Gina entered the U.S. from Jamaica as a tourist. She came to visit her boyfriend, Martin, who was living in New York. The couple met while Martin was vacationing in Jamaica with his family many years prior. They had maintained a long-distance relationship for years, seeing each other a couple of times a year and communicating by phone and video calls. However, shortly after Gina arrived in the U.S., the couple got married. Knowing that Gina's tourist visa was about to expire, they contacted CLA for assistance in applying for a green card.
In evaluating their case, the CLA attorney identified as an issue the fact that their marriage happened quickly after Gina's entry with a tourist visa. There may have been a presumption by Immigration that Gina knew she was going to get married and never intended to return to Jamaica, and was therefore committing visa fraud. CLA was able to address the issue with a carefully crafted application package which included evidence of the couple’s long-standing relationship and Gina's ties to her home country. The attorney showed that it was actually a change in circumstance and a family tragedy which caused the couple to spontaneously marry after years being happy in separate countries. CLA also prepared the couple for their interview, making the entire process as seamless as possible .Gina was approved and is now a permanent resident.
Gina's husband sponsored her for her green card.
Belinda received asylum.
Belinda is a transgender woman from Asia. She suffered terrible trauma in her home country, where LGBTQ people are often subjected to violence and cannot get any protection from the police. She came to the U.S. on a student visa, but quickly decided she could not return home and wanted to apply for asylum.
CLA represented Belinda in her asylum case, preparing a detailed application, including a long statement by Belinda describing her past suffering and future fears and evidence of the persecution faced by LGBTQ people in her home country. CLA also prepared Belinda for her asylum interview and attended the interview with her. Two weeks lster, Belinda was approved. In another year, she will be able to apply for her green card. Belinda is now living safely in the U.S as her true self.
Marie came to the U.S. from the Caribbean to escape political persecution, but her application for asylum was denied. She decided to stay to take care of her daughter, a U.S. Citizen. Marie went to school and worked hard, supporting her daughter through college and graduate school, as well as her elderly, frail mother. Over the years, Marie had explored different options for obtaining a green card, but none was successful. This meant she had a complicated immigration history. As soon as her daughter turned 21, CLA helped Marie file her green card application with her daughter as the sponsor. Despite her complex history, Marie was approved for her green card within 6 months. She is now a lawful permanent resident, and already counting down the time until she can apply to become a U.S. Citizen.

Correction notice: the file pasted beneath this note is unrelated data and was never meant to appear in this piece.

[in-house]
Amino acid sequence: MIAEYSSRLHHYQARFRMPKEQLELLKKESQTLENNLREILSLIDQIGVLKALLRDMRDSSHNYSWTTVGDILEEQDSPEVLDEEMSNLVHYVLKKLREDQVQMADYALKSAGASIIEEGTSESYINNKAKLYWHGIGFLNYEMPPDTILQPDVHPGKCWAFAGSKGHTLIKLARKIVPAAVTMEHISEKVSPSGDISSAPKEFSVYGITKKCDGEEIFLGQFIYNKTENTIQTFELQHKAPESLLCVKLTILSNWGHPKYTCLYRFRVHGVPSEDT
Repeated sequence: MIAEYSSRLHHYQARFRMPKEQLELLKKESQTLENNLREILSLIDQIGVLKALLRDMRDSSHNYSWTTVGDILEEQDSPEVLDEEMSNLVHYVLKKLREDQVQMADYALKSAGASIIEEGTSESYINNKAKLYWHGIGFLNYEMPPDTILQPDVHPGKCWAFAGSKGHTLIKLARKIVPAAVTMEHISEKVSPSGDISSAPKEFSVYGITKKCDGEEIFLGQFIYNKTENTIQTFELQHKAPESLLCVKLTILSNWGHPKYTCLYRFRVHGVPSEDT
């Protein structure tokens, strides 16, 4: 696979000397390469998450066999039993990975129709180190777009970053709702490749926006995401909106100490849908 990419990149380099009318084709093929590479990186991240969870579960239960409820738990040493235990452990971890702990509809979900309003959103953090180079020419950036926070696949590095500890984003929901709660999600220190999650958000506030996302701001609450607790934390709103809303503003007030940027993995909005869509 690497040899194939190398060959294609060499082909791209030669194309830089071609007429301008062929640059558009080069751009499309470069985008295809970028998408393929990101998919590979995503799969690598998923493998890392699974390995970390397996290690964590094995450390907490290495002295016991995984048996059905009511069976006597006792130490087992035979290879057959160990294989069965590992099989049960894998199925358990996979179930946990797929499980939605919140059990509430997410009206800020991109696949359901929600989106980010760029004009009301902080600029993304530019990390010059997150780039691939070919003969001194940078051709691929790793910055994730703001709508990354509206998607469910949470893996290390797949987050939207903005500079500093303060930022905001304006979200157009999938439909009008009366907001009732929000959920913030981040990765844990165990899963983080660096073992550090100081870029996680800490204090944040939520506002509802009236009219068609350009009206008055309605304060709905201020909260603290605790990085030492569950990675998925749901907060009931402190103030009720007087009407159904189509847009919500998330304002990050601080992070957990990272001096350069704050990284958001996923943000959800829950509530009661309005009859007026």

Marie got her green card through her daughter.
Katrina was protected from deportation.
Karina was a Russian immigrant living alone in New York and battling stomach cancer. When Keiko met Karina she was undergoing chemotherapy and was facing deportation. Ten years earlier, on the advice of a private immigration attorney, Karina filed an application for an immigration benefit for which she was not eligible. Believing this immigration attorney, she continued the long process which she thought would result in a green card, only to end up before an immigration judge facing deportation. Keiko appeared with Karina on the day of her hearing and argued for Karina to be allowed to stay in the U.S. based on the fact that she was in need of further medical treatment, that she made her application in good faith, and that she had no criminal history. A settlement was reached and Karina’s case was dismissed. She was able to remain the US and finished her treatment successfully.
Herman came to the U.S. from South America as a teenager. He had applied for DACA (Deferred Action for Childhood Arrivals) when the program was first announced. He was approved and received a work authorization card. Unfortunately, Herman's DACA and work authorization had been expired for more than a year. In August 2017, CLA helped Herman apply to renew his DACA. He was approved in less than a month. Although there is a lot of uncertainty about the future of DACA, for now, Herman has his approval and work authorization.
Herman renewed his DACA.
Wilma became a U.S. Citizen.
Wilma was a 79 year senior citizen when she started working with Ann. She was originally from the Caribbean and received her green card through her son. Although she was eligible, Wilma had never naturalized. She did not have the money to pay the filing fee and was also concerned that she was not a strong enough reader to study for the civics test. Ann first helped Wilma apply for a fee waiver. She then arranged for Wilma to study for the test by listening to the questions and answers. A month after her 80th birthday, Wilma passed her naturalization interview and was sworn in as a U.S. Citizen.